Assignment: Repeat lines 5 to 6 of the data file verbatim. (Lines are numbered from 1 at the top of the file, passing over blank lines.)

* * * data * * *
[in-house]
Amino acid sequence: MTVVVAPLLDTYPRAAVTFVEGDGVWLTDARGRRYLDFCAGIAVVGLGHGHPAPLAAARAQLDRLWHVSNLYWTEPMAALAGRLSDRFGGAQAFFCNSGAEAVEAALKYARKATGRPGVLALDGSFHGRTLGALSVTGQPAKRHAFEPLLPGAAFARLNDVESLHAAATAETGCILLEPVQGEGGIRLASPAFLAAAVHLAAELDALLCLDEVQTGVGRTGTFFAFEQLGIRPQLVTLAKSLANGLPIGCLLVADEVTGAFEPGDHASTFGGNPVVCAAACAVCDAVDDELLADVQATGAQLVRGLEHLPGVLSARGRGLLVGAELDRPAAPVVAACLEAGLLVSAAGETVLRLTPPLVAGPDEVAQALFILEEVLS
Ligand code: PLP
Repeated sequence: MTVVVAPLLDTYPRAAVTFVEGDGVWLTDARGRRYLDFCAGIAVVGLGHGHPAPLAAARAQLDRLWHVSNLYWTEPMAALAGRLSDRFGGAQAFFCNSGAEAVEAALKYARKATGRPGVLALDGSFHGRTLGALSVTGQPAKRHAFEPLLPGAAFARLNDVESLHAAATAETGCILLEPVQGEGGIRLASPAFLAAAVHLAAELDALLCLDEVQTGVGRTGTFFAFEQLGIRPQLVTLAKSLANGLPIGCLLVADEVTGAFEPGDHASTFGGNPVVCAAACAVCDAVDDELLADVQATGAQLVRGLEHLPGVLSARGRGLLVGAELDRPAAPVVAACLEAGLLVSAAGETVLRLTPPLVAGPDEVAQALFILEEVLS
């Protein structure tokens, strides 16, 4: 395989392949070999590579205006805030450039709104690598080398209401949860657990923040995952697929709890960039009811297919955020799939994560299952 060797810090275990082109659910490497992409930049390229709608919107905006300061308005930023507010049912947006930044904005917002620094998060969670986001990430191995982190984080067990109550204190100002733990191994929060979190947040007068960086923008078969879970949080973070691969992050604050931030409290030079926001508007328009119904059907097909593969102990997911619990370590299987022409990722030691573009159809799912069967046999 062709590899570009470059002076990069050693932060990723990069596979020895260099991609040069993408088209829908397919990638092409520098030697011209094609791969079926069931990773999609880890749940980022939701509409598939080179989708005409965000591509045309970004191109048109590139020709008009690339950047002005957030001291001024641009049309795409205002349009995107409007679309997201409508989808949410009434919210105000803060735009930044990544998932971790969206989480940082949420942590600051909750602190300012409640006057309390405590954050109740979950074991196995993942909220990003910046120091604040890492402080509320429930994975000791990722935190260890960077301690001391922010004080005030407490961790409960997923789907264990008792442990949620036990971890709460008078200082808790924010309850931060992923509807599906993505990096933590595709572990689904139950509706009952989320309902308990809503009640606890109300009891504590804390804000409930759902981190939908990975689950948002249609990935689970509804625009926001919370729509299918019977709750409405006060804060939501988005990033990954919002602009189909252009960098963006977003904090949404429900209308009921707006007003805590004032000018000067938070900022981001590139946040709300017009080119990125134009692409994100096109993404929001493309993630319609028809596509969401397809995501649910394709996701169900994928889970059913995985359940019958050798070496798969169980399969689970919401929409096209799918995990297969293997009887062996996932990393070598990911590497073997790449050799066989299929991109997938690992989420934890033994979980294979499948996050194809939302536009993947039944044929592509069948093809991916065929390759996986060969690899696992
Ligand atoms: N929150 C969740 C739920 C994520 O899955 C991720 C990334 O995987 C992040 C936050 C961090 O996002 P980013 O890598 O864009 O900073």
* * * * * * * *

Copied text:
């Protein structure tokens, strides 16, 4: 395989392949070999590579205006805030450039709104690598080398209401949860657990923040995952697929709890960039009811297919955020799939994560299952 060797810090275990082109659910490497992409930049390229709608919107905006300061308005930023507010049912947006930044904005917002620094998060969670986001990430191995982190984080067990109550204190100002733990191994929060979190947040007068960086923008078969879970949080973070691969992050604050931030409290030079926001508007328009119904059907097909593969102990997911619990370590299987022409990722030691573009159809799912069967046999 062709590899570009470059002076990069050693932060990723990069596979020895260099991609040069993408088209829908397919990638092409520098030697011209094609791969079926069931990773999609880890749940980022939701509409598939080179989708005409965000591509045309970004191109048109590139020709008009690339950047002005957030001291001024641009049309795409205002349009995107409007679309997201409508989808949410009434919210105000803060735009930044990544998932971790969206989480940082949420942590600051909750602190300012409640006057309390405590954050109740979950074991196995993942909220990003910046120091604040890492402080509320429930994975000791990722935190260890960077301690001391922010004080005030407490961790409960997923789907264990008792442990949620036990971890709460008078200082808790924010309850931060992923509807599906993505990096933590595709572990689904139950509706009952989320309902308990809503009640606890109300009891504590804390804000409930759902981190939908990975689950948002249609990935689970509804625009926001919370729509299918019977709750409405006060804060939501988005990033990954919002602009189909252009960098963006977003904090949404429900209308009921707006007003805590004032000018000067938070900022981001590139946040709300017009080119990125134009692409994100096109993404929001493309993630319609028809596509969401397809995501649910394709996701169900994928889970059913995985359940019958050798070496798969169980399969689970919401929409096209799918995990297969293997009887062996996932990393070598990911590497073997790449050799066989299929991109997938690992989420934890033994979980294979499948996050194809939302536009993947039944044929592509069948093809991916065929390759996986060969690899696992
Ligand atoms: N929150 C969740 C739920 C994520 O899955 C991720 C990334 O995987 C992040 C936050 C961090 O996002 P980013 O890598 O864009 O900073």